When it comes to Mercedes-Benz, one would expect nothing but top notch quality and performance, which comes with a price, of course. However, nobody is perfect, and there is always room for some error at one point in time or another, and the law of averages has affected Mercedes-Benz this time around. The luxury automobile maker from Germany has issued a recall that will affect at least 1 million Mercedes-Benz vehicles that comprise of more recent models. The reason behind that? A defective starter part is the culprit behind at least 51 reported fires. Better to do so now than to end up with more Car-B-Ques cases then.
What makes it all the more strange is the fact that the fires occur even when the engine does not start. Normally, this does not make too much sense, as the car would have been pretty cold under most circumstances. Well, the defective starter part is to blame, since the limiter in the starter motor will end up overheating from too many attempts to start, which will result in the melting of other parts located near the starter motor.
Affected Mercedes-Benz models
Concerned owners of the following Mercedes-Benz models might want to get their vehicles checked out with the nearest authorized Mercedes-Benz workshop or dealer as soon as possible. The C-class, E-class, and CLA cars, plus the GLA and GLC trucks which were made between 2015 and 2017 would fall under this particular category. It would be interesting to see how Mercedes-Benz would compensate their customers while waiting for this particular issue to be cleared up at the nearest workshop.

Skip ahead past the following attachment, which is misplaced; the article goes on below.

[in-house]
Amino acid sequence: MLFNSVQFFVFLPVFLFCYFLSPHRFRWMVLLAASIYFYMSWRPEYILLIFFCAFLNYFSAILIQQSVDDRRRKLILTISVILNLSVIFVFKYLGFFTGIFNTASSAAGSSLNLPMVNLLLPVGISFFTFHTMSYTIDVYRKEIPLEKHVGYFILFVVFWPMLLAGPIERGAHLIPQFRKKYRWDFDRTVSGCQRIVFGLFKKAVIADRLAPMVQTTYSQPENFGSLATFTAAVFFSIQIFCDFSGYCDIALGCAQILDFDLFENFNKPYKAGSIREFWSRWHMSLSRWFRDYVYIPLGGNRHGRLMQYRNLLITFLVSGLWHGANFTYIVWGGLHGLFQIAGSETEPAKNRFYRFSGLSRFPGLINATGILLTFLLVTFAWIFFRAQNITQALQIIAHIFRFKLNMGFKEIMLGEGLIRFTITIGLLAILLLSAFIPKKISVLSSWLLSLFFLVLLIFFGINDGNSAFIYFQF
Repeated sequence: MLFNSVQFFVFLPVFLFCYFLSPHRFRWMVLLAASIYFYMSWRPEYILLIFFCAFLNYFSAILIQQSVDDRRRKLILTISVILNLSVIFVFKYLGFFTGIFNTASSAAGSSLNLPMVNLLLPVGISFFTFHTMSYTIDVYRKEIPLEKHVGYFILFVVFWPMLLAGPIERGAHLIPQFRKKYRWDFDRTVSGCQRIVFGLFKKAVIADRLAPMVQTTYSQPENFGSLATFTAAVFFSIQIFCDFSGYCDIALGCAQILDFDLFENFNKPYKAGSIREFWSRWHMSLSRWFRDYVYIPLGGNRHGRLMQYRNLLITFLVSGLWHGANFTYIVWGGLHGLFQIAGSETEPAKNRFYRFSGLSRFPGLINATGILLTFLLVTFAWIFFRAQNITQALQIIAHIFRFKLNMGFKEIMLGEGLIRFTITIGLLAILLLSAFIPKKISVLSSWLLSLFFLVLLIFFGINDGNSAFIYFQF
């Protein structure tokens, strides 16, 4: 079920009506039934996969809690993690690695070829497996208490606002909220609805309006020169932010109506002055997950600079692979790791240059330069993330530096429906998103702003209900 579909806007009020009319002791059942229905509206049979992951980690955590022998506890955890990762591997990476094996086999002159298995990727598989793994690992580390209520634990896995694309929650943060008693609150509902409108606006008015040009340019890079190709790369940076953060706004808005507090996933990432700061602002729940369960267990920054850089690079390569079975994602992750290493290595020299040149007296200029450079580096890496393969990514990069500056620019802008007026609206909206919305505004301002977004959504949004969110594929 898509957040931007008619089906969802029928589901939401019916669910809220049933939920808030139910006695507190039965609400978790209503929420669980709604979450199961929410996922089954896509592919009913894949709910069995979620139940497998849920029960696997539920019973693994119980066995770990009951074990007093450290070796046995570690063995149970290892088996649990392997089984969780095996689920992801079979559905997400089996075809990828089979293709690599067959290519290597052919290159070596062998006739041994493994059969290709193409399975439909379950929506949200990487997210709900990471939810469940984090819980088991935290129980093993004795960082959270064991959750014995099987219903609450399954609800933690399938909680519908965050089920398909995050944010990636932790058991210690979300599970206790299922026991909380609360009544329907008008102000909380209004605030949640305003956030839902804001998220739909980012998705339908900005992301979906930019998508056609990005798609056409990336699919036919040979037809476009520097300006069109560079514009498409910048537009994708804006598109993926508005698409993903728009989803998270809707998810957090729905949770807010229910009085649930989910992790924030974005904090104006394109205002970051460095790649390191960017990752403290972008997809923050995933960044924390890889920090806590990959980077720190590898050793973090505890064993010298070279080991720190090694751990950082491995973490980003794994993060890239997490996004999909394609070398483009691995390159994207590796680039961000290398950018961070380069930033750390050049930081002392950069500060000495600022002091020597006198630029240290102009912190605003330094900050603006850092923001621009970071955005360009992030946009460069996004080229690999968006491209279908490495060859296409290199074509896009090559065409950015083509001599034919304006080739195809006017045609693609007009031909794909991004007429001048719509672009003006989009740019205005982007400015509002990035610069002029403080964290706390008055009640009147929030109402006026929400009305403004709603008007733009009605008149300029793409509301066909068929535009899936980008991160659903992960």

US recall exercise
The recall exercise in the US will affect a total of 307,629 vehicles. The relevant replacement parts will only be available from this July onward, which is still some ways off so you might want to be careful. Perhaps it would be best to minimize the amount of driving done with your new Mercedes-Benz and use another vehicle instead, but if you have not much choice, having an automobile fire extinguisher would be a good idea to keep on hand just in case your ride ends up charred like a summer steak. Notifications will be sent out to US-based customers this month. What boggles the mind though is this -- the total number reported to US regulators comprise of more than 40,000 vehicles according to Automotive News, so it would be great to figure out where this particular discrepancy comes from.
So far, there has been no injuries or deaths reported due to the self-combusting Mercedes-Benz cases, but this does not mean that things ought to be taken for granted. Out of the 51 reported cases, 30 of those hail from the US alone. The US is the third largest market in the world for Mercedes-Benz, so it makes perfect sense for the German automotive giant to look into the matter urgently and with great caution. Will Mercedes-Benz's rivals take advantage of the situation, and will we see the likes of BMW, Audi, and Volvo obtain better sales in the near and immediate future? After all, getting trapped in a car while burning to death is not one of the nicest ways to go.